I love living in the South.
As far as my literary agent in New York is concerned, I live in a small Southern town. In reality, I live in a medium-to-large-sized town by Southern standards.
Whether my metropolitan area is large, medium, or small, there are two events each year that make me feel as if I am living in the smallest of the small-town South: My local Christmas parade and the annual Kiwanis Club pancake breakfast.
Both events occurred on the same day this year. The Hattiesburg Mississippi Christmas Parade is small, even by small-town standards. There are no large Macy’s-style helium-filled balloons, Broadway lip-syncers, or elaborately decorated floats, but there is a spirit to the event that evokes a comforting sense of community.
There is something about small-town Southern Christmas parades that transports me to the innocence of a Norman Rockwell painted America. I try to never miss a local parade.
The Kiwanis Club pancake breakfast has been a local event for as long as I can remember. The pancakes are O.K. The syrup is an inexpensive generic variety, and the sausage is passable. But it’s not the food, or the quality of the food, that make the event memorable. It’s the people. It is citizens from all walks of the community that gather together to share a meal, and a morning meal at that. Young, old, black, white, Protestant, Catholic, rich, poor, the only link connecting all of the people in the room is that they all bought a $5 ticket from a Kiwanis Club member. Nevertheless, there is a common bond that is shared during a meal that breaks down all barriers.
It’s not the food, it’s the fellowship. Sharing a meal together is a very biblical thing. Food is used throughout the Bible. Whenever two or more are gathered in His name, there is usually a loaf of bread, a few fishes, and some wine. Food is the common link we all share it is the catalyst that brings us together.
Pancakes were a common link in bringing my family together on many occasions. My grandmother made excellent pancakes. We never woke up in her home without eating pancakes. Her pancake recipe was one of the components that defined her place in the family structure— my grandfather was the avid sportsman who could fix anything, my grandmother made great pancakes. Of course their personalities and talents were deeper and more complex than that, but when broken down into their simplest forms, those were the roles and labels. We all lived up to them. I was the hyper wild kid, my mother was the single-mom art teacher, and my grandmother cooked great pancakes.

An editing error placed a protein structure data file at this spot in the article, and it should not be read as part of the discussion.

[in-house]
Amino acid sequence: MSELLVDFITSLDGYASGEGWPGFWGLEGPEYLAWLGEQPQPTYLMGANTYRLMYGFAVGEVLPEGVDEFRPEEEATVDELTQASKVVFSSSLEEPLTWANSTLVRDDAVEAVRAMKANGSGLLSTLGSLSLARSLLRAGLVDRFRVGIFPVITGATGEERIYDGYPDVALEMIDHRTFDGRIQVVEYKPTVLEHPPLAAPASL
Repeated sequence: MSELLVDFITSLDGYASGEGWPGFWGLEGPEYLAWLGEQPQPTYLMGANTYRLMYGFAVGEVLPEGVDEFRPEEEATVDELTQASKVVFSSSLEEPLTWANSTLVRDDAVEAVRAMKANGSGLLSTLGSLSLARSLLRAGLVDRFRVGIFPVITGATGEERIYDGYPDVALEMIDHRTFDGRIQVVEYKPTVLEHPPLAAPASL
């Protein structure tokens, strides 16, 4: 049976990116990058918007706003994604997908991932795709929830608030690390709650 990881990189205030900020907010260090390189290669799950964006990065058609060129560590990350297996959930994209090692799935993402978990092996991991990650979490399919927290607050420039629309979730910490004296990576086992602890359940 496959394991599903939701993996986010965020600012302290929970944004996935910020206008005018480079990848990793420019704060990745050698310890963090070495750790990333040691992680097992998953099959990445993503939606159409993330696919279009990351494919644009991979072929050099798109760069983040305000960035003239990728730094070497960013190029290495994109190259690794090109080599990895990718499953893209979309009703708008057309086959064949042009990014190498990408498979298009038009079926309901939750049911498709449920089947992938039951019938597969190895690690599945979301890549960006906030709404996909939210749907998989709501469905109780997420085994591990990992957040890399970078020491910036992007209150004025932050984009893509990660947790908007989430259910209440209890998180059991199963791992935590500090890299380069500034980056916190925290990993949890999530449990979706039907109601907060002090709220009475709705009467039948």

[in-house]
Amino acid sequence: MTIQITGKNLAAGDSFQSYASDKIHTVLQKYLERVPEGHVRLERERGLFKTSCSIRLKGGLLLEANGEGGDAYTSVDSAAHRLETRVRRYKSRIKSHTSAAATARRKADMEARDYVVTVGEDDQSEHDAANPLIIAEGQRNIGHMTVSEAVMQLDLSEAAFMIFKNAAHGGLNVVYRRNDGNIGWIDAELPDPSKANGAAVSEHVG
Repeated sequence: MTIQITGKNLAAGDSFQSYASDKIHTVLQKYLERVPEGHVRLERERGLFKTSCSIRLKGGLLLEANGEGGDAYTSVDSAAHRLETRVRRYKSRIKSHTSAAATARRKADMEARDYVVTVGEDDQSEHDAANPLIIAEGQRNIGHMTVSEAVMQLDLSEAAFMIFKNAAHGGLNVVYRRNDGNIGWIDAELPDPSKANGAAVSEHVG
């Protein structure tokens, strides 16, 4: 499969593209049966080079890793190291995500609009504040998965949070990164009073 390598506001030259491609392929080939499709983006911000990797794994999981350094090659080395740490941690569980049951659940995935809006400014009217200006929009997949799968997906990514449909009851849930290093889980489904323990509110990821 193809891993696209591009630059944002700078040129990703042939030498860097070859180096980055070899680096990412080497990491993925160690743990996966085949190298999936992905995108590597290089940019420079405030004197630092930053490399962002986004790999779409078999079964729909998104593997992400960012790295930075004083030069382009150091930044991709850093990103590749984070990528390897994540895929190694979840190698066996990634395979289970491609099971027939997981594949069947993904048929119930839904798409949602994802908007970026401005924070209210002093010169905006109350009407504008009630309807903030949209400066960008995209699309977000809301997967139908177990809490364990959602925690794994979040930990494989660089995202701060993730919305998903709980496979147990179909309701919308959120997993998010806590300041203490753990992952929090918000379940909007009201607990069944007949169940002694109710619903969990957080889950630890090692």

Whenever the family gathered on vacation and breakfast was served, my grandmother— Muz we called her— prepared pancakes. She cooked them at her home, at our home, and away from home. Muz showed her love for us through the simple act of cooking pancakes.
A few years ago, while eating pancakes with my daughter, it struck me that no one had ever cooked pancakes for Muz. Every time we were together she did all of the cooking. At the time she was living in an assisted living home. We called her and made arrangements for a pancake breakfast the next morning. I cooked the pancakes this time and it was one of the more memorable breakfasts I can remember.
I have never joined a civic club. Most of them meet at lunch which is the height of my workday. And I don’t know a whole lot about what they do other than cook pancakes once a year. However, one has to be a fan of any organization whose motto is “Serving the children of the world.” In addition to serving the children of the world, once a year, they are feeding the citizens of my town.
Here’s some unsolicited advice from a formerly jaded southerner: Never let a small-town parade, a pancake-breakfast fundraiser, or a chance to cook for your grandmother pass you by, ever.
Muz’s Pancakes – The World’s Best (and good for the soul)
1 cup All Purpose Flour
2 tsp Baking Powder
1 tsp Baking Soda
1 /2 tsp Salt
1 Tbl Sugar
1 cup Buttermilk
1 /2 cup Melted Butter, divided
Mix dry ingredients thoroughly. Gently add liquid ingredients including 1 /4 cup of butter, and stir until just incorporated. Do not overwork the batter. The batter is thick, if you like it can be thinned with a small amount of water or a little more buttermilk.
Cook pancakes on a lightly greased griddle. Pancakes should be turned only once. They are ready to be turned when bubbles form in the middle and the edges appear cooked. Once pancakes are turned, use a pastry brush to spread the additional 1 /4 cup of melted butter on top of the pancakes while the other side is cooking. This will keep you from having to spread cold butter on them, which will tear them. The pancakes will already be buttered once they reach the table. Serve with real maple syrup.